Directors of the documentary “The Dream Share Project” Chip Hiden (left) and Alexis Irvin (right) traveled across America to learn about people’s passions. A screening of the documentary will be held on at George Mason University’s Fairfax campus on Wednesday, Feb. 6 followed by a Q&A with the directors (Photo courtesy of DreamShareProject.org).
Many people would love to know the secret to success. However, this elusive secret is not what most people would like to hear.
“You are going to fail,” says Todd Kashdan.
A professor of psychology at George Mason University, Kashdan is featured in the documentary “The Dream Share Project” which will host a screening on campus in partnership with the Center for Consciousness and Transformation, the Center for Social Entrepreneurship, and University Career Services.
Kashdan was asked to be apart of the documentary based on his research on positive psychology, happiness and well-being. He has spent more than a decade teaching courses about the science of happiness.
Before he began conducting reaseach and teaching, Kashdan had a career on Wall Street. Soon becoming bored with his lifestyle, he began volunteering at a research lab. There he found his passion in researching positivity and well-being. It was this research that caught the attention of two directors of “The Dream Share Project” who asked him to be apart of their documentary.
Screening this Wednesday, Feb. 6 in the Johnson Center cinema from 12 to 1pm, “The Dream Share Project” focuses on two recent college graduates who traveled across America interviewing successful people about finding and following your passion.
The documentary aims to instill in viewers the age-old cliché that anything is possible no matter what the circumstances are.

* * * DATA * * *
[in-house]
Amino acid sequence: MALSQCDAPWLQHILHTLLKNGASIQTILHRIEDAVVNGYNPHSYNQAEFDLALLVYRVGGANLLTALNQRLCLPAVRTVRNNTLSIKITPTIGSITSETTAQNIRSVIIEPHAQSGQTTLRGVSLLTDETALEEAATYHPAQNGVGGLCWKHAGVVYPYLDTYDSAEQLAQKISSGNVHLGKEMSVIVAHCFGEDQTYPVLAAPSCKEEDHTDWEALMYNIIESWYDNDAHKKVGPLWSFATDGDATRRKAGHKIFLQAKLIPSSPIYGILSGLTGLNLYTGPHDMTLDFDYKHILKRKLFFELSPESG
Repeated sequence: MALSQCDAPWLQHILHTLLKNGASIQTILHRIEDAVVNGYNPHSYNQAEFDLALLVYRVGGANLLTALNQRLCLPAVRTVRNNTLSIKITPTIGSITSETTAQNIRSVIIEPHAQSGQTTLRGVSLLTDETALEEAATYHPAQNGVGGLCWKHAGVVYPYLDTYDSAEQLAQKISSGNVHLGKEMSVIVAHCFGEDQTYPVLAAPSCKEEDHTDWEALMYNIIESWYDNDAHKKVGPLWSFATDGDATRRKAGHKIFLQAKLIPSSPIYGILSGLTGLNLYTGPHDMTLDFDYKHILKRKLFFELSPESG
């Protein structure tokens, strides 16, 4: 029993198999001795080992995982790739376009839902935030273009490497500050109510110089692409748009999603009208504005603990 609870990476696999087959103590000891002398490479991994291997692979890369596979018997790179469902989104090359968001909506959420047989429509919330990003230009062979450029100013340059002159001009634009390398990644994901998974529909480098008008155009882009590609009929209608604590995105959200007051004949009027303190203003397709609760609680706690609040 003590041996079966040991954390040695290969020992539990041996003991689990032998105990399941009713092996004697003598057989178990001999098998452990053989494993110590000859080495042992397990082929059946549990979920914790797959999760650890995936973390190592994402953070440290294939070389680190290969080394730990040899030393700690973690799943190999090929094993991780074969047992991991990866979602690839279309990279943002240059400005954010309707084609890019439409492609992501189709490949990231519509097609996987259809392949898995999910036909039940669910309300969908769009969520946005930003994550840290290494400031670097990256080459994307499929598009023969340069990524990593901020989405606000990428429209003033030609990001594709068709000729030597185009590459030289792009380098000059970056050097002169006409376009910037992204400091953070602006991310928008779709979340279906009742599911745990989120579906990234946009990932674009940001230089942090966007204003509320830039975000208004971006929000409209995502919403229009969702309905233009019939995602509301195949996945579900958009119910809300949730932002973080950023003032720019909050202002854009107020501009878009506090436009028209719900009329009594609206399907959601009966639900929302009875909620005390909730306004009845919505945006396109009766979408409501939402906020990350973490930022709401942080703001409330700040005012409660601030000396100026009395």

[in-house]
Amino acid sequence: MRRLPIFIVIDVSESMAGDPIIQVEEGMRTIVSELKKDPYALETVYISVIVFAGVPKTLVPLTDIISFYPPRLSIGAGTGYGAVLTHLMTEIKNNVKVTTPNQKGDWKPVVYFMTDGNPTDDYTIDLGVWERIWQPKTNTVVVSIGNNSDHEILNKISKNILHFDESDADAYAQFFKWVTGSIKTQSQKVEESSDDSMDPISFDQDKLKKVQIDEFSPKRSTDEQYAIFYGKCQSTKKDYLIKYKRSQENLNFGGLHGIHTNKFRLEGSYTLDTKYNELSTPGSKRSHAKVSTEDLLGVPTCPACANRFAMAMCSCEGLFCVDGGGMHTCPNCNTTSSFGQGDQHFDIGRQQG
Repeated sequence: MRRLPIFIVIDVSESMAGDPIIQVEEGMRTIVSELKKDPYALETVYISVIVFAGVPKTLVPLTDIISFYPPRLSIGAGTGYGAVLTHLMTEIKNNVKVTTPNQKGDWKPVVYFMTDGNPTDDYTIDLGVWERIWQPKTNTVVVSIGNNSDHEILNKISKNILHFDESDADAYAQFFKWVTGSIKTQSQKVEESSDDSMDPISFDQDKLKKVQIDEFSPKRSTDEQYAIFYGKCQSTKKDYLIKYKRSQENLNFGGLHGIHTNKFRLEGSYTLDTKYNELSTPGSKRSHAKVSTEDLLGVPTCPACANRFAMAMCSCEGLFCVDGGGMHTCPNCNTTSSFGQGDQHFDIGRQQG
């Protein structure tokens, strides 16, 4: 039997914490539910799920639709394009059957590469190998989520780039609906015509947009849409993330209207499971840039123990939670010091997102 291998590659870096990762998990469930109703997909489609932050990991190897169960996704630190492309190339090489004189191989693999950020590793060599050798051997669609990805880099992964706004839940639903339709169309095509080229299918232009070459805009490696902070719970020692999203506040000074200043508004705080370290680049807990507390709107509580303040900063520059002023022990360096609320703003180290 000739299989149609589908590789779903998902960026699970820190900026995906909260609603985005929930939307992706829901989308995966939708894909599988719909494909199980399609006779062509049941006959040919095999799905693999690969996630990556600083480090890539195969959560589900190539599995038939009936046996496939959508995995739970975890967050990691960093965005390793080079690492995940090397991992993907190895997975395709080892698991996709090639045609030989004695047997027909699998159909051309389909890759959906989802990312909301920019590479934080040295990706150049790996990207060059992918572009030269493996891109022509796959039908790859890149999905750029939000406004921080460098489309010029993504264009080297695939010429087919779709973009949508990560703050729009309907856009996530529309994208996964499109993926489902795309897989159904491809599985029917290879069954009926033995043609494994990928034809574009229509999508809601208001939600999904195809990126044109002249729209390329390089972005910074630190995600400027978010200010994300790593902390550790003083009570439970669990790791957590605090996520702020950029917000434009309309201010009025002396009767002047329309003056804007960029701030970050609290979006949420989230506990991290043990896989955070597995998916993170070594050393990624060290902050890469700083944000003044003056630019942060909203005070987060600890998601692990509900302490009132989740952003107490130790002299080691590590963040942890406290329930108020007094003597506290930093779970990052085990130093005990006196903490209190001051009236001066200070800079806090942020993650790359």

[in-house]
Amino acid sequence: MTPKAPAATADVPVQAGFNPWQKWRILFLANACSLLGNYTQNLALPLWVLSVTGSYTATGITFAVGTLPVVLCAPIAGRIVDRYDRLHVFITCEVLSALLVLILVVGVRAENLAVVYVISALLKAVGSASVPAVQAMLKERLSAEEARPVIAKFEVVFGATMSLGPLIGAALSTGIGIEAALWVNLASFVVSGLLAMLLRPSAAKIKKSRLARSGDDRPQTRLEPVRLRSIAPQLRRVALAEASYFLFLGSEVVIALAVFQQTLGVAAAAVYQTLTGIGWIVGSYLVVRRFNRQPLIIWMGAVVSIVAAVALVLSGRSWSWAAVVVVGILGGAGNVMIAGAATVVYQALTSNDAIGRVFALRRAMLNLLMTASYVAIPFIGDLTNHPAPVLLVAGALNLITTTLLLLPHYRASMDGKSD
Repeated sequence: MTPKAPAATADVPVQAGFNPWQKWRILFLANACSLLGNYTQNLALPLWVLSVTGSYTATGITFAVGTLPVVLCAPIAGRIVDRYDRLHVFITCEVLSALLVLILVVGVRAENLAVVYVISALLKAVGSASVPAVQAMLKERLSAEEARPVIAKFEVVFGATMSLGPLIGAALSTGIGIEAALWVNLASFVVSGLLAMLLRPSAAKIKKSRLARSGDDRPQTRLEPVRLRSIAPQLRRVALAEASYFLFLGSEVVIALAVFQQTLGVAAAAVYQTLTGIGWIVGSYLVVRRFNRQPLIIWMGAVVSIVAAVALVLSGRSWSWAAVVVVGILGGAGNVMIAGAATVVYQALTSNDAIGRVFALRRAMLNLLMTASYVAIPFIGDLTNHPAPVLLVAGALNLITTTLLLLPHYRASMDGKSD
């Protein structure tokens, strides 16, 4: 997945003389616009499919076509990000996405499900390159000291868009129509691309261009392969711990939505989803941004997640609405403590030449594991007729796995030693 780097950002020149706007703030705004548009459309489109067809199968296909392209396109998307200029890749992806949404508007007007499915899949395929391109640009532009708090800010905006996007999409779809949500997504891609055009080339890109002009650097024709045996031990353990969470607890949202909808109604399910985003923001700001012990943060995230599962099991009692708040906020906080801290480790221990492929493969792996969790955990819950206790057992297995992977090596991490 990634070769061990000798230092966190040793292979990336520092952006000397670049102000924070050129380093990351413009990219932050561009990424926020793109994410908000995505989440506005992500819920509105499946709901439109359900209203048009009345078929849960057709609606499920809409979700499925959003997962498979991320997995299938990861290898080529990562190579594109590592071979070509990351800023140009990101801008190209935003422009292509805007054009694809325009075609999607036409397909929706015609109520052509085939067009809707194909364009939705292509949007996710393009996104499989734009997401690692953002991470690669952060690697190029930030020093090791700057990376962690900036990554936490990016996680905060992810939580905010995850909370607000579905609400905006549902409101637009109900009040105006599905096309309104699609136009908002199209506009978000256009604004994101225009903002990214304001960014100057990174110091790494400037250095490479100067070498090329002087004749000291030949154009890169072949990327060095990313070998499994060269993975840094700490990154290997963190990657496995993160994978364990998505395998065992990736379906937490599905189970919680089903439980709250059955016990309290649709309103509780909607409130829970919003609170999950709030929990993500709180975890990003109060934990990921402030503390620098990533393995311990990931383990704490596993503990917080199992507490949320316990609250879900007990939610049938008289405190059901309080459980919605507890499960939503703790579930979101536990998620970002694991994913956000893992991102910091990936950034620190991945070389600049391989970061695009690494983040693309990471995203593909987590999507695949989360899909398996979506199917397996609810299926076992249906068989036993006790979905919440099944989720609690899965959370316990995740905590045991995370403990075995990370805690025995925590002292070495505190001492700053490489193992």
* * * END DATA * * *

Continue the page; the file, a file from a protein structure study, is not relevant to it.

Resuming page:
“It’s perfect for undergrad students or anyone under 80,” said Kashdan. “There is no age for having high aspirational pursuits.”
What students, particularly soon to be college graduates, can take away from “The Dream Share Project” is that there is no single career path. “Life isn’t linear” Kashdan says.
One of the great aspects of college is that it is a great opportunity for students to discover their passion.
“What books do you read in your free time? That’s where your interest lies,” Kashdan said about how people can find their own passions.
Kashdan argues that the real learning in college is done not necessarily in the classroom but between the lines. Real learning is done when you are not in the classroom. That’s also where you can find your passions.
Of course there will be anxiety as students discover their passions but Kashdan says, “You want to have anxiety. If you don’t feel anxious about anything you’re doing it means you’re not doing anything meaningful.”
Life is about being able to tolerate distress and being vulnerable. In that vulnerability comes the strength to discover oneself. The key to success might be the ability to deal with failure, heartbreak, and discomfort. In this ability lies the skill to lead a transformational life.
“The only way to grow as a person is to challenge yourself,” Kashdan said when he talked about dealing with anxiety. “The number one thing you can work on is the ability to tolerate distress.”
Kashdan suggests that people ask themselves “what gets you hot and bothered” The answer to that question could possibly lead to new possibilities.
Following the screening of “The Dream Share Project” there will be a 30-minute question and answer session with the directors, Chip Hiden and Alexis Irvin.
** This post was originally published on Connect2Mason (http://www.connect2mason.com/content/documentary-screening-guides-audiences-find-their-passions)